Artists in the show also take a closer look at Tiananmen (The Gate of Heavenly Peace), the iconic center of power in China. Zhou Xiaohu’s Parade (2003) puts the history of this emblem and the nation on view in his large-scale installation of activities in the square, from 1949 and the founding of the People’s Republic of China through 2049 and the arrival of both dinosaurs and space ships as well as animated androids. Subtle political references to the state of society are presented in a 1996 performance piece by Song Dong, Breathing, which places him flat-out prone on the stones of the square on a cold winter’s night. Contrast this to the bleak images of appropriated spaces photographed by Shao Yinong and Mu Chen in their Assembly Hall series (2002), and we begin to detect a new identity for the political icon in China.

Political pop and the new consumerism in works on view in Gallery 5 confirm the artist’s reflection of a society that is no longer anchored in tradition, but that through exploration and exploitation has recast itself as a nation eager for the materialistic wealth of the West. The wholesale appropriation of images of Western goods is most readily seen in Wang Guangyi’s large panels titled Chanel No. 5 (2001), and in the garish work of the Luo Brothers. An art historical and cultural appropriation takes place in Zhou Tiehai’s huge airbrushed images of pseudo-European-dressed figures topped with camel heads borrowed from the tobacco industry. With these works the artists challenge the rush for China to accept the products of the West blindly and indiscriminately.

Included in several galleries are works by artists who explore language, stretching the traditional understanding of calligraphy from a means of linguistic communication to one of visual confusion through repetition that obscures and obfuscates meaning. Indeed, at the hands of Xu Bing in Book from the Sky (1989) and in Gu Wenda’s Myths of Lost Dynasties (1999), a new Chinese language, without meaning, is invented. The long-honored tradition of Chinese landscape painting is challenged through alternative media as in Feng Mengbo’s 2007WCSSXL01 (Wrong Coding Shanshui) (2007) and Liu Wei’s digital photo It Looks Like a Landscape (2004).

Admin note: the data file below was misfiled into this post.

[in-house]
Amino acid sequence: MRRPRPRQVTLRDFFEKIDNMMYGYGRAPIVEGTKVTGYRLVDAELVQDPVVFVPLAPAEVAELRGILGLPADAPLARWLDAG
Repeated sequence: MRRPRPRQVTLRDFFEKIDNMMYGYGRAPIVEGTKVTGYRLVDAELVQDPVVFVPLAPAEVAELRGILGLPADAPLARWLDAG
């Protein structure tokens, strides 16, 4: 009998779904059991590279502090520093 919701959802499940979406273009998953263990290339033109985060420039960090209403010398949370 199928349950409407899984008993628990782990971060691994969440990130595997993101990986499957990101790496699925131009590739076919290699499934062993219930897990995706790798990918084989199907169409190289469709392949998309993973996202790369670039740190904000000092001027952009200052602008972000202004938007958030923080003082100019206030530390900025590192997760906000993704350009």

Of the many strong and persuasive currents in Chinese art today, perhaps the most troubling to observe and yet most compelling are those images that attempt to define an individual’s relationship to society. In the atrium Gallery B, the installation of multiple figures 2000 AD by Yue Minjun and Fang Lijun’s paintings of men, mouths in grimace and eyes closed, are but two examples portraying issues of personal identity. Questions of the individual within the family structure, as in Wang Jinsong’s Standard Family from 1996, or within a crowd of colleagues or classmates, as in Hai Bo’s They Recorded for the Future (1999), are a large part of identity in a rapidly changing society.

Social change, urbanism, the complex relationship between state and individual, as well as of individuals to one another, are explored by the artists represented in the exhibition. The journey from state-controlled art with prescribed form, content, and meaning to a new art full of personal anguish, vision, and beauty is fully traveled in Mahjong.

Julia M. White
Senior Curator of Asian Art

Mahjong: Contemporary Chinese Art from the Sigg Collection is supported in part by Carmen M. Christensen; the Wakerling and Bei Shan Tang Endowments; Barclay and Sharon Simpson; Rena Bransten; Bonhams & Butterfields, Auctioneers & Appraisers; Wen-hsin Yeh and James C. Sha; Gwong-yih and Angela Lee; The Alafi Family Foundation; Joachim and Nancy Bechtle; The Blakemore Foundation; City National Bank; Tecoah and Tom Bruce; Nancy Livingston and Fred Levin/The Shenson Foundation; and other generous donors.

Education programs are made possible by the generous support of The W.L.S. Spencer Foundation, the Consortium for the Arts at UC Berkeley, Ginger and Moshe Alafi, Barclay and Sharon Simpson, Judy Webb, and other generous donors.